66 ~ December 2009/January 2010
Counter Terrorism Operations for SWAT Units By Richard A. Ganey II
law enforcement (LE) tactical teams possess an
impressive array of skills, techniques, and tools to deal with the threats that they typically encounter during their standard operations. Around the country, teams have shown a remarkable ability to adapt to new and evolving threats and situations in their areas of responsibility, such as the active shooters that we have seen all too often in the past few years. Th is adaptability demonstrates the professionalism and experience of those chosen to serve with tactical teams.
Th ough hardly a new threat, the post-9/11 reality of international terrorism perpetrated domestically has provided U.S. LE tactical teams with perhaps their greatest challenge to date. Forward-thinking teams have faced this challenge with a determination to be prepared for the day they are called upon to protect citizens in their charge from the threat of terrorists. Th ese teams have understood that to truly be prepared to combat terrorism, they must adjust their existing capabilities to the realities of counter terrorism (CT) and acquire new capabilities as well. Th ough certain tactics and techniques utilized against criminal activity are transferable to the CT realm, there are many that would be ineff ective and actually work to the benefi t of the terrorists.
From October 2008 to October 2009, Security Solutions International (SSI) conducted 12 SWAT CT courses around the country with hosting agencies. Th e courses have been taught on the East Coast, on the West Coast and in the Midwest, with a total of 48 LE agencies participating. In addition to LEOs, members of federal agencies and the U.S.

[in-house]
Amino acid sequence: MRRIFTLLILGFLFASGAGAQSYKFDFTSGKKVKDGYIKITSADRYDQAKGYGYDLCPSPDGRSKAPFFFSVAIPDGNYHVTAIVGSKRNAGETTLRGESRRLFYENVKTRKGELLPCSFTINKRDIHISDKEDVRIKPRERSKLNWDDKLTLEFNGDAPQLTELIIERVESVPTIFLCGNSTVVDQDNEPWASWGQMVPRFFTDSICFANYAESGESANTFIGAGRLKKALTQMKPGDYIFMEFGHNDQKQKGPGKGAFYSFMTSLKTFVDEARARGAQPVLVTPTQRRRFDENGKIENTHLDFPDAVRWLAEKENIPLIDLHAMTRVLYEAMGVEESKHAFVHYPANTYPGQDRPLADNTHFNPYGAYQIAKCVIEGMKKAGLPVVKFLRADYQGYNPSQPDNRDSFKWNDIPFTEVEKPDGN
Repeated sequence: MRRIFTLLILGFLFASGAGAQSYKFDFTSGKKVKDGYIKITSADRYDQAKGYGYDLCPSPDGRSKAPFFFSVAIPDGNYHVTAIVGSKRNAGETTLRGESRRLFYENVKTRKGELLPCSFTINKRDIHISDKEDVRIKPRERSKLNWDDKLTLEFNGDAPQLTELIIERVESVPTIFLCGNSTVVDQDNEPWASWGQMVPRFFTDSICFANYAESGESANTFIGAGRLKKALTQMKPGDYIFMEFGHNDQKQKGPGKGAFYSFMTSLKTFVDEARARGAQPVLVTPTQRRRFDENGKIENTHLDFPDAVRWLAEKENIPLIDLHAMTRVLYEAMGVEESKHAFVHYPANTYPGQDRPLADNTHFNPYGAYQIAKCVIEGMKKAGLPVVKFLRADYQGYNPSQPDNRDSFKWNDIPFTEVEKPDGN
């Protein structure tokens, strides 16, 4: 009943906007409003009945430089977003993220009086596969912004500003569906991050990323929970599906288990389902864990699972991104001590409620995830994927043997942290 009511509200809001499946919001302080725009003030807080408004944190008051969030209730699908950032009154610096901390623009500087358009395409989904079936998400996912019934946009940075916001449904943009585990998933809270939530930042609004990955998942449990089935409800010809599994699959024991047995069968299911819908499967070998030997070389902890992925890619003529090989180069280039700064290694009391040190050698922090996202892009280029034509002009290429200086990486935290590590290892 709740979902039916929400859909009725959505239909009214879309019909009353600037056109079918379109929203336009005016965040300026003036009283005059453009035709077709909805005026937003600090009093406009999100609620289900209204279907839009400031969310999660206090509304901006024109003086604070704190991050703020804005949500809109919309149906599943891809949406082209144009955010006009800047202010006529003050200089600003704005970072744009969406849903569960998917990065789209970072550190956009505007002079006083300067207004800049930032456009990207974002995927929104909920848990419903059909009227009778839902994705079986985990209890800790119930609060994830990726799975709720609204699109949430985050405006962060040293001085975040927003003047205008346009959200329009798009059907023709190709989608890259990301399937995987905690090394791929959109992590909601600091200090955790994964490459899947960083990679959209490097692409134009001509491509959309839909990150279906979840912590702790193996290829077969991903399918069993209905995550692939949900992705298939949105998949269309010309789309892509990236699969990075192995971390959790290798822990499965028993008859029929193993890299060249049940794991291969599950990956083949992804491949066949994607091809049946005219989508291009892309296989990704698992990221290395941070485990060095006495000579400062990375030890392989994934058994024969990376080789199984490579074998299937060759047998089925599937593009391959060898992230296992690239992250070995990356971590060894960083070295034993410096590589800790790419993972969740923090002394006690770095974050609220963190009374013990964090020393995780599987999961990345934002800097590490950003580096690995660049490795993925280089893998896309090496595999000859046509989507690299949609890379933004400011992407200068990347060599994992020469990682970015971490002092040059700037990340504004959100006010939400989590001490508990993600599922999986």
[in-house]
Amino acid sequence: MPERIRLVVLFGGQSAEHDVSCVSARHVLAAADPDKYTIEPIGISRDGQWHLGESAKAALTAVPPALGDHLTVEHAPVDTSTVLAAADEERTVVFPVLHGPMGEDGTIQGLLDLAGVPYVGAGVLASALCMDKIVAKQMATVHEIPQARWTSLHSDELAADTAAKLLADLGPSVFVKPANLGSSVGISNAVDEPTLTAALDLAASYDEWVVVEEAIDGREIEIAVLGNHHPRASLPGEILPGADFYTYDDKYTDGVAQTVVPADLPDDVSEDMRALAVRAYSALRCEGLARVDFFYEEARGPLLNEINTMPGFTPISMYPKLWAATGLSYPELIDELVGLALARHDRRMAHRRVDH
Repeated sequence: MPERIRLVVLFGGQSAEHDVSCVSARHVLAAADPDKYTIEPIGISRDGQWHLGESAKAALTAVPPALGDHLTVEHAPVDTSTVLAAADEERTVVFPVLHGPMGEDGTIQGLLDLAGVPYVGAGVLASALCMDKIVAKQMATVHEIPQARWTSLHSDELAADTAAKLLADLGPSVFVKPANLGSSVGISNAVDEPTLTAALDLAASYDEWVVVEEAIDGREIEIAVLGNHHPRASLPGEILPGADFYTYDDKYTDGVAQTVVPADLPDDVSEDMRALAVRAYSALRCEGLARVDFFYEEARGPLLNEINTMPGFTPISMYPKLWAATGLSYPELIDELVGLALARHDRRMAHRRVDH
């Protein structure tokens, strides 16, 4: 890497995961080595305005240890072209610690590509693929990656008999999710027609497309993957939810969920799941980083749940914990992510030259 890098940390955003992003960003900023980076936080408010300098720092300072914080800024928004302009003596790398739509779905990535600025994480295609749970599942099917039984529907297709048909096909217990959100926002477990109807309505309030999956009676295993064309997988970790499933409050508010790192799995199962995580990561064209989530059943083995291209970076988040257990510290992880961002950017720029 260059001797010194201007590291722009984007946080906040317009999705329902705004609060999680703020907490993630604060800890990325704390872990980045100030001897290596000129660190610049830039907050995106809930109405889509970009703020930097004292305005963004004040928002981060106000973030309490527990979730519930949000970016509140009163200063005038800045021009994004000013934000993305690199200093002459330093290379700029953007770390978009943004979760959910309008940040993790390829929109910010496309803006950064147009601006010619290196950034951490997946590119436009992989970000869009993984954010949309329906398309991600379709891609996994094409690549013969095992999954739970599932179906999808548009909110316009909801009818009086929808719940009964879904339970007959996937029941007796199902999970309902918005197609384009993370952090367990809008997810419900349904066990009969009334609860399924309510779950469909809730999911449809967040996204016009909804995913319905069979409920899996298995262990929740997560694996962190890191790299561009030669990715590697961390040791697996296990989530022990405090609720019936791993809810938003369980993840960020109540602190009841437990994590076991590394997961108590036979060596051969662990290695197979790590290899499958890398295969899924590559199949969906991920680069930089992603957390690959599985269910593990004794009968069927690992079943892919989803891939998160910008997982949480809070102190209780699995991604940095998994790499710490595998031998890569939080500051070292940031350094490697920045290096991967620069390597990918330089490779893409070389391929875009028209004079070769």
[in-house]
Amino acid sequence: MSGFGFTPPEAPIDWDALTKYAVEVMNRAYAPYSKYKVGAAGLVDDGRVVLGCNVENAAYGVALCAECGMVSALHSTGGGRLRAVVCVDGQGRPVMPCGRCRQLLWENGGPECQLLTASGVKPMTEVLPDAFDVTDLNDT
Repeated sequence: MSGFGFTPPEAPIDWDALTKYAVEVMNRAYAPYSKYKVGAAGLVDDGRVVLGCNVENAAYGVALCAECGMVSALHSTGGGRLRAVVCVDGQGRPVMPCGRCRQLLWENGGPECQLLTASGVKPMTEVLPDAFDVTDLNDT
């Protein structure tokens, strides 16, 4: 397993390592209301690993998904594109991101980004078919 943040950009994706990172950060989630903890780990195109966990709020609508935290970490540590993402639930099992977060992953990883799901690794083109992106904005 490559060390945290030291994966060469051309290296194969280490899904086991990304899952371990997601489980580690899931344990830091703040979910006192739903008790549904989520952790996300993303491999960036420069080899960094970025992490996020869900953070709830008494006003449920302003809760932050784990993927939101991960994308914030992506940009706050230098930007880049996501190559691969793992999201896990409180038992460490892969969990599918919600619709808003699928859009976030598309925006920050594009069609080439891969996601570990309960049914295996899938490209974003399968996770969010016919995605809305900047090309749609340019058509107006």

military have taken part as well. Th e primary training objective of the SWAT CT course is to provide teams with operational tools, based on experience, for dealing with terrorists in their jurisdiction.
Th e curriculum refl ects the international experience of SSI instructors who are veterans of U.S. and Israeli special operations and CT units. Th e tactics, techniques, and procedures (TTPs) presented are based on real-world experience in combating terrorism around the globe and across the operational spectrum, from high-risk terrorist arrests to terrorist hostage rescue (HR). Instructors acquired their skills and knowledge through operations conducted in the United States, Europe, Israel, Lebanon, Gaza/West Bank, Iraq, Afghanistan, and elsewhere. Utilizing personal experience
as the primary instructional platform, the absolute emphasis is on placing global CT experience into the context of the domestic, local reality. Th is includes complex operational scenarios combining restrictive rules of engagement and use-of-force parameters.
Th e training commences with classroom presentations on CT operations to include dealing with suicide terrorists. Case studies are utilized to facilitate discussion on the unique facets of fi ghting terrorism that require altering traditional LE TTPs. Participants are encouraged through a dynamic classroom environment to think outside the box that they are familiar with. Case studies and specifi c operational examples are used throughout the course to explain TTPs presented and to place them into context for the students. Th e morning session of the fi rst day includes a presentation of the